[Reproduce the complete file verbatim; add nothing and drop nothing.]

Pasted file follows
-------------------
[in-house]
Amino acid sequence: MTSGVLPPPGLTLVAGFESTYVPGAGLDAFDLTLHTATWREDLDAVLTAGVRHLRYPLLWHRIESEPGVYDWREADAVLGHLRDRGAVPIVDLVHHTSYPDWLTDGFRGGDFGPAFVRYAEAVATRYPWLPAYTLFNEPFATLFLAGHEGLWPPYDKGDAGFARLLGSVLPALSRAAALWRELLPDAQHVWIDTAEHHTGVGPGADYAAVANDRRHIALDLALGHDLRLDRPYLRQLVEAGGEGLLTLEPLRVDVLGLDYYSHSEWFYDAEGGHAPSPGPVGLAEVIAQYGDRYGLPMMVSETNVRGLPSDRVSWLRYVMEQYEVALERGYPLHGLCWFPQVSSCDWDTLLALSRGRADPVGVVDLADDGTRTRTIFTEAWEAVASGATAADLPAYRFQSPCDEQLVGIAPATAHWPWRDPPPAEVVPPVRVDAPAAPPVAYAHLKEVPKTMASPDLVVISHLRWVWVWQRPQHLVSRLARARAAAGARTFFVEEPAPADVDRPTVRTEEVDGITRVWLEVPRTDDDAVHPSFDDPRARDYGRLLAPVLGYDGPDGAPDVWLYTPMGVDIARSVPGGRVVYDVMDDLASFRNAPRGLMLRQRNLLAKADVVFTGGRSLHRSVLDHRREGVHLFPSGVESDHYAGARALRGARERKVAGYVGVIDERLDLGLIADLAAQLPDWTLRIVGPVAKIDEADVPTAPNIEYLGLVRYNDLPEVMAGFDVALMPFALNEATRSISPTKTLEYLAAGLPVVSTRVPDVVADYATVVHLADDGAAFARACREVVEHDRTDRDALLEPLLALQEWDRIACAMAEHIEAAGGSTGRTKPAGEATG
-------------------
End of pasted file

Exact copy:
[in-house]
Amino acid sequence: MTSGVLPPPGLTLVAGFESTYVPGAGLDAFDLTLHTATWREDLDAVLTAGVRHLRYPLLWHRIESEPGVYDWREADAVLGHLRDRGAVPIVDLVHHTSYPDWLTDGFRGGDFGPAFVRYAEAVATRYPWLPAYTLFNEPFATLFLAGHEGLWPPYDKGDAGFARLLGSVLPALSRAAALWRELLPDAQHVWIDTAEHHTGVGPGADYAAVANDRRHIALDLALGHDLRLDRPYLRQLVEAGGEGLLTLEPLRVDVLGLDYYSHSEWFYDAEGGHAPSPGPVGLAEVIAQYGDRYGLPMMVSETNVRGLPSDRVSWLRYVMEQYEVALERGYPLHGLCWFPQVSSCDWDTLLALSRGRADPVGVVDLADDGTRTRTIFTEAWEAVASGATAADLPAYRFQSPCDEQLVGIAPATAHWPWRDPPPAEVVPPVRVDAPAAPPVAYAHLKEVPKTMASPDLVVISHLRWVWVWQRPQHLVSRLARARAAAGARTFFVEEPAPADVDRPTVRTEEVDGITRVWLEVPRTDDDAVHPSFDDPRARDYGRLLAPVLGYDGPDGAPDVWLYTPMGVDIARSVPGGRVVYDVMDDLASFRNAPRGLMLRQRNLLAKADVVFTGGRSLHRSVLDHRREGVHLFPSGVESDHYAGARALRGARERKVAGYVGVIDERLDLGLIADLAAQLPDWTLRIVGPVAKIDEADVPTAPNIEYLGLVRYNDLPEVMAGFDVALMPFALNEATRSISPTKTLEYLAAGLPVVSTRVPDVVADYATVVHLADDGAAFARACREVVEHDRTDRDALLEPLLALQEWDRIACAMAEHIEAAGGSTGRTKPAGEATG